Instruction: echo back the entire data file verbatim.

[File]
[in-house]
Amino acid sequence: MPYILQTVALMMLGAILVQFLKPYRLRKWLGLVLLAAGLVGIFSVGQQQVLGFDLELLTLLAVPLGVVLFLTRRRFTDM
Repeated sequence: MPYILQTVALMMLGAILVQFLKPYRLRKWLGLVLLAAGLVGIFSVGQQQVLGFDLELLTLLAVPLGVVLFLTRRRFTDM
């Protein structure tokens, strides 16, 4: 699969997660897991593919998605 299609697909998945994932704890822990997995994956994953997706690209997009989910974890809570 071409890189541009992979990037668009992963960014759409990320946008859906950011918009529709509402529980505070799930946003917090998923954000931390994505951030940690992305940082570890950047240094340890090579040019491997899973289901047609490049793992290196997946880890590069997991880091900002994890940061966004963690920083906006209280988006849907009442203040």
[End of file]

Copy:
[in-house]
Amino acid sequence: MPYILQTVALMMLGAILVQFLKPYRLRKWLGLVLLAAGLVGIFSVGQQQVLGFDLELLTLLAVPLGVVLFLTRRRFTDM
Repeated sequence: MPYILQTVALMMLGAILVQFLKPYRLRKWLGLVLLAAGLVGIFSVGQQQVLGFDLELLTLLAVPLGVVLFLTRRRFTDM
């Protein structure tokens, strides 16, 4: 699969997660897991593919998605 299609697909998945994932704890822990997995994956994953997706690209997009989910974890809570 071409890189541009992979990037668009992963960014759409990320946008859906950011918009529709509402529980505070799930946003917090998923954000931390994505951030940690992305940082570890950047240094340890090579040019491997899973289901047609490049793992290196997946880890590069997991880091900002994890940061966004963690920083906006209280988006849907009442203040």